This tiny graphene drum vibrates when light hits and heats it. Photo: University of Oregon

Graphene Tool to Measure Light

Feb 6, 2020

by Michael Abrams

How do you find out how strong the light is inside an engine? The answer has long been “You can’t”—the heat will destroy whatever light sensor you might be using. But now graphene, that atom-thick wonder-stuff, is about to change the world of light. Researchers at the University of Oregon have figured out how to create a graphene sensor that measures light mechanically.
 
“We were making little drumhead resonators out of graphene, studying the physics of their mechanical properties, and we noticed that the readout laser we were using to measure their resonant frequencies was heating the drums,” said Andrew Blaikie, a graduate student who lead the research at the university. “We had the idea that you could use this to detect the amount of light hitting them.”
 
Mechanics Over Electronics
 
The physics of the technology is simple: as light heats up the graphene, they resonate. “It’s a mechanical thing that can hear light,” said Benjamín Alemán, a professor of physics who runs the lab where the research took place. And because graphene tightens as it heats up, it has an enormous range of sensitivity, far greater than that of the light sensors—bolometers—used in phones and cameras today.
 

Further Reading: What’s the Deal with Graphene?

The team was able to make the drumheads orders of magnitude more sensitive by tweaking their geometry. In essence, the drumheads are simply a circle of material tethered to a substrate like a trampoline. By making the tethers longer and thinner, the drumhead is isolated and the heat that vibrates it has nowhere to run. “The only way out is through the open window,” as Alemán puts it.
 
David Miller (left) and Andrew Blaikie helped develop a device that measures light using one-atom-thin graphene sensors. Photo: University of Oregon
“The game up to this point has essentially been all about increasing the resistance, and decreasing the heat capacity,” he said. “We used the smallest possible heat capacity—there’s no material that’s thinner than a single layer of an atom. No one will ever be able to get a lower heat capacity ever.” As a result, they’ve reached a sensitivity and speed—microseconds instead of milliseconds—long longed for in the field of bolometery.
 
What’s more, thanks to graphene’s incredible durability—and the fact that there are no electronics needed to measure the heat responsive drumhead—the sensor will likely work in environments in the thousands of degrees.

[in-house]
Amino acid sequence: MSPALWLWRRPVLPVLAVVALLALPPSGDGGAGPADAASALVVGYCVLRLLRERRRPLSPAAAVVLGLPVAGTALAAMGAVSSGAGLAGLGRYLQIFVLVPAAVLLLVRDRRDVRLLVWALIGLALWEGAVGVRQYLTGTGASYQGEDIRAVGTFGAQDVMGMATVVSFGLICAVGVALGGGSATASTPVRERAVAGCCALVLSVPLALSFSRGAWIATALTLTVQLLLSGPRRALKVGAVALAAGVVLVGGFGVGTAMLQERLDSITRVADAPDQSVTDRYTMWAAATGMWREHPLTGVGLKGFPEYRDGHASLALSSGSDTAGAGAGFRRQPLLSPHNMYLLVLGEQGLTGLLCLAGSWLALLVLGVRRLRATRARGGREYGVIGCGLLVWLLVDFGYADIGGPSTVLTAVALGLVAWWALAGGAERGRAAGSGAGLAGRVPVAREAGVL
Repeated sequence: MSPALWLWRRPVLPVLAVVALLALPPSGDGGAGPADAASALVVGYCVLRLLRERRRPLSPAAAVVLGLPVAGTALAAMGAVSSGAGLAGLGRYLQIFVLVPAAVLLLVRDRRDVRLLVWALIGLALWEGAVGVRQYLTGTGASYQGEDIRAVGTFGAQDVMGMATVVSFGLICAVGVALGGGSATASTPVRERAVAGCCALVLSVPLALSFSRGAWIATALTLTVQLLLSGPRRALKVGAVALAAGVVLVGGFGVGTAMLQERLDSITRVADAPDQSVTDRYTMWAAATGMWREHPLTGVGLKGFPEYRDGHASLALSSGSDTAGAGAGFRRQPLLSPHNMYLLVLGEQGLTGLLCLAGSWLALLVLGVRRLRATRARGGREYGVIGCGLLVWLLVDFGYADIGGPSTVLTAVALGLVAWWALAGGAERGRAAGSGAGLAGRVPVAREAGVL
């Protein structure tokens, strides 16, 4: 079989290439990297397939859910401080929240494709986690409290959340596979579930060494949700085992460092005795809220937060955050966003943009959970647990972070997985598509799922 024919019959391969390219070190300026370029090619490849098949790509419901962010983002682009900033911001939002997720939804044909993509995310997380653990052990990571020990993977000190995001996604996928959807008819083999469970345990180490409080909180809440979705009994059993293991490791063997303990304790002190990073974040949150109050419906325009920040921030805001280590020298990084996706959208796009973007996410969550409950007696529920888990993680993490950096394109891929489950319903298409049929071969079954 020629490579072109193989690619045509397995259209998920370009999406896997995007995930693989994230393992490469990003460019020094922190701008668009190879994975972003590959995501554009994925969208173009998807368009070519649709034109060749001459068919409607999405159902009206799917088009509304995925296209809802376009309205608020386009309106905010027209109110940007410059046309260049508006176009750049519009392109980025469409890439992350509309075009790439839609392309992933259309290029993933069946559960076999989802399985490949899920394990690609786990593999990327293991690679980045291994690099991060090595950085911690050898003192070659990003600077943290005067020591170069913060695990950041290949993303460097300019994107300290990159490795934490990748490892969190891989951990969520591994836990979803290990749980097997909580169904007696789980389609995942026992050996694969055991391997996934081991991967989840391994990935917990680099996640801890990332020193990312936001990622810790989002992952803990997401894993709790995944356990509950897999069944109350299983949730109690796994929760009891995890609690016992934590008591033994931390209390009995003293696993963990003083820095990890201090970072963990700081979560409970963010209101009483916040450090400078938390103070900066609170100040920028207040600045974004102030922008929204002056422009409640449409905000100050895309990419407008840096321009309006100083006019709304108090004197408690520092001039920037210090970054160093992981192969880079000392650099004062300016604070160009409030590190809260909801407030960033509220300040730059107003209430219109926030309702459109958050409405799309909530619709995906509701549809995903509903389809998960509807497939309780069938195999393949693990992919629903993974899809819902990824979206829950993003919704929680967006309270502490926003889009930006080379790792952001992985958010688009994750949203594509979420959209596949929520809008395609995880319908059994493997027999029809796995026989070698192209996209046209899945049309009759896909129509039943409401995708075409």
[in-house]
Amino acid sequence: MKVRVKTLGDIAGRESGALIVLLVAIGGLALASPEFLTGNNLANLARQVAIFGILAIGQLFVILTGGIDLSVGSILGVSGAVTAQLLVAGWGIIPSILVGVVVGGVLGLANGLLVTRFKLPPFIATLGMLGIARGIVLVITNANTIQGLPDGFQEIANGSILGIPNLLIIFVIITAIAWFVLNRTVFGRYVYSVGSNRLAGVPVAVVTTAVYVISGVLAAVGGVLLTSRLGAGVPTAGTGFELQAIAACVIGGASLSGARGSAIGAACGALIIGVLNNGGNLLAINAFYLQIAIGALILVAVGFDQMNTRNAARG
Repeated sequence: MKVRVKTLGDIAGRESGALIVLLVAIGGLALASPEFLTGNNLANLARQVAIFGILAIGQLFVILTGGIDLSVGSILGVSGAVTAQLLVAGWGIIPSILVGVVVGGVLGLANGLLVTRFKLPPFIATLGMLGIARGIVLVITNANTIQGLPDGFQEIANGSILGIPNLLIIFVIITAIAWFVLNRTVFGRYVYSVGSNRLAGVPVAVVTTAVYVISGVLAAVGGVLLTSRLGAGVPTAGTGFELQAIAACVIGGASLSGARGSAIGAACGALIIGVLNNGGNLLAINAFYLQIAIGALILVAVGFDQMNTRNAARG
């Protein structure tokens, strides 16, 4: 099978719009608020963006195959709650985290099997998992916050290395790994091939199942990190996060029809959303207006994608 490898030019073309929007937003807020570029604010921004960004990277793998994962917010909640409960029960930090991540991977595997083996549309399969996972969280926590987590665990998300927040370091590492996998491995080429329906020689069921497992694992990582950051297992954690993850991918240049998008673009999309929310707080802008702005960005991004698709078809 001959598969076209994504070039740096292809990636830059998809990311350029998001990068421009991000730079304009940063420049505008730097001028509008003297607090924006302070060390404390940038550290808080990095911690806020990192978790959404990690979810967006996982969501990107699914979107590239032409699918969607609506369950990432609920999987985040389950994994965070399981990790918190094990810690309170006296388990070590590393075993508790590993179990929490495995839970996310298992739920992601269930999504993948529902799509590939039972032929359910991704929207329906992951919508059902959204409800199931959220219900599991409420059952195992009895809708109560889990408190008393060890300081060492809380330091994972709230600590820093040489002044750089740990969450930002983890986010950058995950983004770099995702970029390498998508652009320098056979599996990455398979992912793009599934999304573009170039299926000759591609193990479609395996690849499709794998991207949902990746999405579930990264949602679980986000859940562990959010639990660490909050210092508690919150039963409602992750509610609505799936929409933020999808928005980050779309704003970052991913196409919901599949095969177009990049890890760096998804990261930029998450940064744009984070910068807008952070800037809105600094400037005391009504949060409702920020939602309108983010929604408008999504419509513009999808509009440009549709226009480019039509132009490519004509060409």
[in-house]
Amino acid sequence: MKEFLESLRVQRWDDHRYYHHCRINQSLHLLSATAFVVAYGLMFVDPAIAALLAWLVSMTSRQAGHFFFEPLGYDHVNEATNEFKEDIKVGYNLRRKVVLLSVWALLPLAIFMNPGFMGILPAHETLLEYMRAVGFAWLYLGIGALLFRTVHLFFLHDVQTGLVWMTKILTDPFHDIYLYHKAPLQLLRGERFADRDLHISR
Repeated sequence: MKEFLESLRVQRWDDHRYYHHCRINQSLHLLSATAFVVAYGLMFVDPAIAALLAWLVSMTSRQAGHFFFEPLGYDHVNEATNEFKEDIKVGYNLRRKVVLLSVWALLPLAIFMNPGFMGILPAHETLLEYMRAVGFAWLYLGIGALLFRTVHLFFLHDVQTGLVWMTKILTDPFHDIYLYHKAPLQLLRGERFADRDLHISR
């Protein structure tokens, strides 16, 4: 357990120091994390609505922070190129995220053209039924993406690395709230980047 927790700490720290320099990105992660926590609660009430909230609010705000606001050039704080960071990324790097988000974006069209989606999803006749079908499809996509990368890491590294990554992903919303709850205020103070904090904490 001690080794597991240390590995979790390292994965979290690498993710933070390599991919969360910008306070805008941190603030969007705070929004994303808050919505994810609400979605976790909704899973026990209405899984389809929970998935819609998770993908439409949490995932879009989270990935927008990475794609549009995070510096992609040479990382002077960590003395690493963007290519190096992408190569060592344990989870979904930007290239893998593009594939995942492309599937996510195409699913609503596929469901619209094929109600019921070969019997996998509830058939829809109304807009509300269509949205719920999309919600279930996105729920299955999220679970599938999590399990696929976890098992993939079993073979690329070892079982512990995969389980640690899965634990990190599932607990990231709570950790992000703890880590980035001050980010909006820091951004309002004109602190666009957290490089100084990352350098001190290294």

“We completely abandoned electronics and embraced mechanics,” Alemán said. “As a result we have obtained the ultimate limit in heat capacity—no one will ever surpass it.”
 
Countless Applications
 
The applications for such a heat-resistant nanobolometer are multitudinous. Astrophysicists will have a new tool for looking at the sun, engineers can use the sensors in any engine to get a better image of things when they get hot. And thermal imaging will benefit immensely. “It’s a big deal because there are instances where a firefighter may want to put some thermal goggles on and look into a fire to find a body that’s still moving,” Alemán said. Conventional sensors wouldn’t survive the heat of the blaze. Graphene drumheads would.
 

Test Your Knowledge with this Quiz: What is Graphene? 

The team cut out their drumheads with an ion beam. The process, and the materials, are relatively inexpensive, so the sensors have applications where cost is an issue. Airport scanners, for instance, are bulky, expensive, and require cooling. The graphene sensor combined with a terahertz source could make airport security much cheaper.
 
Though the sensors are already a great leap forward in the sphere of light sensing, there’s still room for improvement. “The lower the initial tension, the greater the response from light hitting it,” Blaikie said. “Figuring out how to manufacture these with lower tension would make them more sensitive than they already are.”
 
There’s also a possibility of exploiting the imperfections in a sheet of graphene to characterize the light that’s hitting it.
 

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The sensor only needs money to become a commercial product. “We’re looking for research investment, but also completely open to talking to industry,” Alemán said. “This device is ready to go.”
 
Michael Abrams is a technology writer based in Westfield, N.J.
 

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